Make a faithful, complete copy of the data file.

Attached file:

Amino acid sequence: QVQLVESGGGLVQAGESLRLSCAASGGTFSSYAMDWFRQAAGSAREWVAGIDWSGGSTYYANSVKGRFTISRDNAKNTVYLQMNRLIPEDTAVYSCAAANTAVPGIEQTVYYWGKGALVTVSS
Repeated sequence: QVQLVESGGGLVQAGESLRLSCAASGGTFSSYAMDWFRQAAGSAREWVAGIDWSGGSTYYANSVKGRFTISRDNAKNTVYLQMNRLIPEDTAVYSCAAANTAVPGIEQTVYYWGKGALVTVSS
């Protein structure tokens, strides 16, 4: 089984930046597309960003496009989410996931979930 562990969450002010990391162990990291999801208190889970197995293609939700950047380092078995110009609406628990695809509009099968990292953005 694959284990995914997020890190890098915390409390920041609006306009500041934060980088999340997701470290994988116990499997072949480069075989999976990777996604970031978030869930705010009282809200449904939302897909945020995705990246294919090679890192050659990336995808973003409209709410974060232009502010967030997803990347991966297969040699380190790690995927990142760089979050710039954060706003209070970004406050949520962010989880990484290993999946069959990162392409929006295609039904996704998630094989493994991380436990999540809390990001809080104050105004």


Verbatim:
Amino acid sequence: QVQLVESGGGLVQAGESLRLSCAASGGTFSSYAMDWFRQAAGSAREWVAGIDWSGGSTYYANSVKGRFTISRDNAKNTVYLQMNRLIPEDTAVYSCAAANTAVPGIEQTVYYWGKGALVTVSS
Repeated sequence: QVQLVESGGGLVQAGESLRLSCAASGGTFSSYAMDWFRQAAGSAREWVAGIDWSGGSTYYANSVKGRFTISRDNAKNTVYLQMNRLIPEDTAVYSCAAANTAVPGIEQTVYYWGKGALVTVSS
């Protein structure tokens, strides 16, 4: 089984930046597309960003496009989410996931979930 562990969450002010990391162990990291999801208190889970197995293609939700950047380092078995110009609406628990695809509009099968990292953005 694959284990995914997020890190890098915390409390920041609006306009500041934060980088999340997701470290994988116990499997072949480069075989999976990777996604970031978030869930705010009282809200449904939302897909945020995705990246294919090679890192050659990336995808973003409209709410974060232009502010967030997803990347991966297969040699380190790690995927990142760089979050710039954060706003209070970004406050949520962010989880990484290993999946069959990162392409929006295609039904996704998630094989493994991380436990999540809390990001809080104050105004």